- Implement Responsive Design with additional CSS that presents your website specifically for mobile phone / tablet sized displays.
- In addition to you standard CSS, create another CSS files that re-‐implements and extends the style with a library/preprocessor such as Bootstrap, LESS or Sass. Demonstrate and document a number of cool features that can be implemented using the library.
Discuss your proposed enhancements with you tutor before you implement them. The number of marks you receive for an enhancement will be at the sole discretion of your tutor/marker. As a guide if the enhancement has only taken a couple of lines of code it is likely to be trivial.
- Be relevant to / enhance the content of the website
- Be well described (as explained above)
- Be non-‐trivial.
- Be significantly different from other features you have implemented.
Web Site Folder Structure and Deployment
Create a website structured as described below. You can create additional HTML files for your content (depending on what your content requires), but the following is needed:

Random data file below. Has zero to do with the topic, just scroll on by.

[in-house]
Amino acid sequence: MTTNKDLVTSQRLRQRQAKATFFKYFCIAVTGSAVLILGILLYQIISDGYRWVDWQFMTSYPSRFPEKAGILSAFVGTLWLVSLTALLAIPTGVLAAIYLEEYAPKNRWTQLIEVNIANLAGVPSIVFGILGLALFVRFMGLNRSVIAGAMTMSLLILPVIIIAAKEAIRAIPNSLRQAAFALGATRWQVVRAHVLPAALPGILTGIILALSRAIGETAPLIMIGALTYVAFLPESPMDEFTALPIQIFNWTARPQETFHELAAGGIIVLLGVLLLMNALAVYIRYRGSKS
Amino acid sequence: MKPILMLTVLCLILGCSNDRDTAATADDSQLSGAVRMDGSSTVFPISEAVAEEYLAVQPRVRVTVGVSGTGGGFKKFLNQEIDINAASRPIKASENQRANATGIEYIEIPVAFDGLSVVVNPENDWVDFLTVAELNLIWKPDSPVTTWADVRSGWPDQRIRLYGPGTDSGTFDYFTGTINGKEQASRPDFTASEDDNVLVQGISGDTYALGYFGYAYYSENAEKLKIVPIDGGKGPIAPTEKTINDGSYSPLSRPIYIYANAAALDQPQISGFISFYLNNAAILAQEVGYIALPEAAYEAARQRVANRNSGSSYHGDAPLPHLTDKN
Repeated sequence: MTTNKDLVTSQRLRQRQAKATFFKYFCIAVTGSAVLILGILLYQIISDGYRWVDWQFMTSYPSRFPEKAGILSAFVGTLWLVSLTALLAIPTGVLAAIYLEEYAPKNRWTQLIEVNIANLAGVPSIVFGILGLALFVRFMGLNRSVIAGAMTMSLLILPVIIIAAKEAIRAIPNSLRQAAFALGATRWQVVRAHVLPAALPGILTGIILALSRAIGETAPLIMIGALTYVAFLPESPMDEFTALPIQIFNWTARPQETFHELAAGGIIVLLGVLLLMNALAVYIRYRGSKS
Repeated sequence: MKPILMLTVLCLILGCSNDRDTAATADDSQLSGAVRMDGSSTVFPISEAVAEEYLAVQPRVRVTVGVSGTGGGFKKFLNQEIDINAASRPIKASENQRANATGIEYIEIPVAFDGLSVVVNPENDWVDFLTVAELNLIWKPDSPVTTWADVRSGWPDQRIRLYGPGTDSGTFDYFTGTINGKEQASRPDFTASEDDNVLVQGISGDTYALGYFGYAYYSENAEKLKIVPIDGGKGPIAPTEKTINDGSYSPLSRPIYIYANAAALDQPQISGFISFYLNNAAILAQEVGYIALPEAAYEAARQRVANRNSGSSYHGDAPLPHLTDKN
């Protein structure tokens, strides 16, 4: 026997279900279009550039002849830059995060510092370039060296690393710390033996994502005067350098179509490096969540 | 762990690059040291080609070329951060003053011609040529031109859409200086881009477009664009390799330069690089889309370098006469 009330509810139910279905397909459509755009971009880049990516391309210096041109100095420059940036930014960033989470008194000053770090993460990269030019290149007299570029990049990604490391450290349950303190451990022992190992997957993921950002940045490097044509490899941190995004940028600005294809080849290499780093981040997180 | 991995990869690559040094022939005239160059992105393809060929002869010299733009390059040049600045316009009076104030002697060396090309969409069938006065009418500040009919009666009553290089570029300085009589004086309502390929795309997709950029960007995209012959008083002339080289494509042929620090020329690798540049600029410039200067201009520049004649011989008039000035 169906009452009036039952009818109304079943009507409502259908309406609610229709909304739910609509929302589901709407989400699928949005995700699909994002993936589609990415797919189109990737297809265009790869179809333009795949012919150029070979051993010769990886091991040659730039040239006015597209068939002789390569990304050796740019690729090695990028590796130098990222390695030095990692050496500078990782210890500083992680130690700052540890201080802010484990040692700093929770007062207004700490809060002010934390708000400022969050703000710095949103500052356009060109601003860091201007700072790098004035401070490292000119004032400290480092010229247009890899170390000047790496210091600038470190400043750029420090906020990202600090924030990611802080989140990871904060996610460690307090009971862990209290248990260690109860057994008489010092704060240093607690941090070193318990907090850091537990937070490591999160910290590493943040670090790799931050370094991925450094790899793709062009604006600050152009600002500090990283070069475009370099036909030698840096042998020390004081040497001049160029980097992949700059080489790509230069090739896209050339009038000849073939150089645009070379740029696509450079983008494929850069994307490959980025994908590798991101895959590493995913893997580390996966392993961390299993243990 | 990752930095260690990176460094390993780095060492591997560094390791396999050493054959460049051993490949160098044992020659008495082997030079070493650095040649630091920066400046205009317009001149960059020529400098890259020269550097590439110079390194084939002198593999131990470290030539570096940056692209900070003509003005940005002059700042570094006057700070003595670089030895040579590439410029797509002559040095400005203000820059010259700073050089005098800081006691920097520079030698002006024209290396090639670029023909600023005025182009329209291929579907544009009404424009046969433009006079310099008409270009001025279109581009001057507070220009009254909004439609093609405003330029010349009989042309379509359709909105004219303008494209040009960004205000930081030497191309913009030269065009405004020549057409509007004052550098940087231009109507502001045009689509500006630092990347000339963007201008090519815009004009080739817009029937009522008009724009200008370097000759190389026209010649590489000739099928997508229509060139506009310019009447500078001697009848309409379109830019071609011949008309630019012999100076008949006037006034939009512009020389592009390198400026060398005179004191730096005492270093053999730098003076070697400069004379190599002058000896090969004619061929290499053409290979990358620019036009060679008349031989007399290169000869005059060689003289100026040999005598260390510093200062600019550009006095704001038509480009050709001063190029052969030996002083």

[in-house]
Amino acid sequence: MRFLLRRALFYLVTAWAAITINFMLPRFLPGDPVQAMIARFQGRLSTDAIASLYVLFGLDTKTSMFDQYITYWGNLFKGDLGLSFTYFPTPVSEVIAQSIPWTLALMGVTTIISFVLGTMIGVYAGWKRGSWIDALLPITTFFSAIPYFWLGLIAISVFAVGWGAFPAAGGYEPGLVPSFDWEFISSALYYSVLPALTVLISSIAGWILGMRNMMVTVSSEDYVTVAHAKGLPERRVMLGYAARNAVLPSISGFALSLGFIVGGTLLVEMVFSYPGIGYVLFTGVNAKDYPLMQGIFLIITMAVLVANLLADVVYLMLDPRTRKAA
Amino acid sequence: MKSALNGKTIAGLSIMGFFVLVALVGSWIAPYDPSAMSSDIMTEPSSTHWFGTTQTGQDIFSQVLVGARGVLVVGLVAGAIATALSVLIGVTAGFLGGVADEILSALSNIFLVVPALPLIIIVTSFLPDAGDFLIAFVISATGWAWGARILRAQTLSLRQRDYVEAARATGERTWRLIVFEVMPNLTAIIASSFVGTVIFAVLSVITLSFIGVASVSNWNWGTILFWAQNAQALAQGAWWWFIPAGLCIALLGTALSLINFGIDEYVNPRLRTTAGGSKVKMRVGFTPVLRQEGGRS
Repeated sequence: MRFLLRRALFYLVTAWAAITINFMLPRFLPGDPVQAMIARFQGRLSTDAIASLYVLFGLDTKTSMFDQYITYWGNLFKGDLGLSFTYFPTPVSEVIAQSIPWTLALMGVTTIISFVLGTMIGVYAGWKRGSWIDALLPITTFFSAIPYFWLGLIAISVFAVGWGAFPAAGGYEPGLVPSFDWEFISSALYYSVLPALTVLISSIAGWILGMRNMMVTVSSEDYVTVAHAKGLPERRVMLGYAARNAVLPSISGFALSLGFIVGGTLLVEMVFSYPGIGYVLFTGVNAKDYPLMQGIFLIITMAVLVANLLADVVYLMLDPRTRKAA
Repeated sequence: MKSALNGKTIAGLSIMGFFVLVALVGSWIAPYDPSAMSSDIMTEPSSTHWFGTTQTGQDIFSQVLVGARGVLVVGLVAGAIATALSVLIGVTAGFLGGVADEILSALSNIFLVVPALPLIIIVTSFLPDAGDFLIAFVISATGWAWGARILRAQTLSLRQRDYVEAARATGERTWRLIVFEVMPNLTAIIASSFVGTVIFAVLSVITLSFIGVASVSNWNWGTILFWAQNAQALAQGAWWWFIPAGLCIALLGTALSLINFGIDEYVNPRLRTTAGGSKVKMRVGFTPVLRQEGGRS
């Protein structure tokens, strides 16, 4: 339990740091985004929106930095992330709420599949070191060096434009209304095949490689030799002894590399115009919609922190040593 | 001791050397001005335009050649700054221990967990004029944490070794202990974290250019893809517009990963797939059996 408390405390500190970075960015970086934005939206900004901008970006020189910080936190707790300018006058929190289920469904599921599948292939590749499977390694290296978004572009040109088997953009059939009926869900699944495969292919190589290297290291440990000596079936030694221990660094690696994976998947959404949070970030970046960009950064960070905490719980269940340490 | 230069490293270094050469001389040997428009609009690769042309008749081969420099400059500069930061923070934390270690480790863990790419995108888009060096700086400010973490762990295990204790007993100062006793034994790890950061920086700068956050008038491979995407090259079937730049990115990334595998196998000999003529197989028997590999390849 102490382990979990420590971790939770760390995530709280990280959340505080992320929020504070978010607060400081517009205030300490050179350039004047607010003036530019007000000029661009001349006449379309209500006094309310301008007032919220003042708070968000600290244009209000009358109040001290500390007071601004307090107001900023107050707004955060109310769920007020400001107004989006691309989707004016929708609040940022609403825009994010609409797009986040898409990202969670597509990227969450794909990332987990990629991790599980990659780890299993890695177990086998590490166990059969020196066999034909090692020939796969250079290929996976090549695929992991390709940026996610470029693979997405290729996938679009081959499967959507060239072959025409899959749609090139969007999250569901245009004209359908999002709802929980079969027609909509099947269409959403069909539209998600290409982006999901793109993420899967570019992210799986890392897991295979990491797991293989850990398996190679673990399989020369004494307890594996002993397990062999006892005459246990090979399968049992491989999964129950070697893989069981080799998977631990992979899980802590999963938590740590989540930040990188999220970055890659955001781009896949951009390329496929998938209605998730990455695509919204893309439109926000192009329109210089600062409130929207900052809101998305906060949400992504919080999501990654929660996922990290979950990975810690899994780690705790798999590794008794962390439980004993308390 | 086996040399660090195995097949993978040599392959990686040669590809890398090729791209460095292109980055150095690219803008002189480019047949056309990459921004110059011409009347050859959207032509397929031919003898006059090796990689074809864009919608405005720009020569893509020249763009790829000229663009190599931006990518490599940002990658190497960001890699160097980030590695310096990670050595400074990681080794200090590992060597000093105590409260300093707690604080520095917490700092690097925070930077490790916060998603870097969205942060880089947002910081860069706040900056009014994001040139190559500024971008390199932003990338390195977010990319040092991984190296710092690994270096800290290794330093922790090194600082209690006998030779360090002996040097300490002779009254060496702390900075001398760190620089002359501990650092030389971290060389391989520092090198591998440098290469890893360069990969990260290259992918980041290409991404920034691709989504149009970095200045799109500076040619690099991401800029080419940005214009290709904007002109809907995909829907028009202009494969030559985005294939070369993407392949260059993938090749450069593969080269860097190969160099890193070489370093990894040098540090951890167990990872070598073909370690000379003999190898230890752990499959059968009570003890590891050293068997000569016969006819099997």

assign1/ index.html product.html enquire.html about.html
You must have this folder – case sensitive!
…other html pages
images/ Folder for images for your page content
styles/ Folder for style.css and other css files
styles/images/ Folder for images referred to by your css files e.g. background
- HTML files should only be in the base “assign1/” folder – not anywhere else.
- All images used for the content should be stored in the “assign1/images/” folder.
- All images used for the style should be stored in the “assign1/style/images/” folder.
- There should be a “style.css” file in the “assign1/styles/” folder.
- All links to your files (CSS or images) should be relative. Do not use absolute links, as these links will be broken when files are transferred for marking. No marks will be allocated if links are broken.
Assignment Submission (Canvas)
Your assignment should be uploaded on or before your deadline.
An electronic copy of your assignment should be submitted through Canvas on or before your deadline.
- Make sure all your files are in the correct folders and compress your root folder with all your sub-‐folders with HTML, CSS, and images into a zip file named “assign1.zip”. Submit this to Canvas. When the zip file is decompressed, the entire website should be able to be run from index.html without needing to move any files.
- You can submit more than once through Canvas. Your last submission will be marked.
- Note that all deliverables must be submitted electronically. There is no need to submit an assignment cover sheet.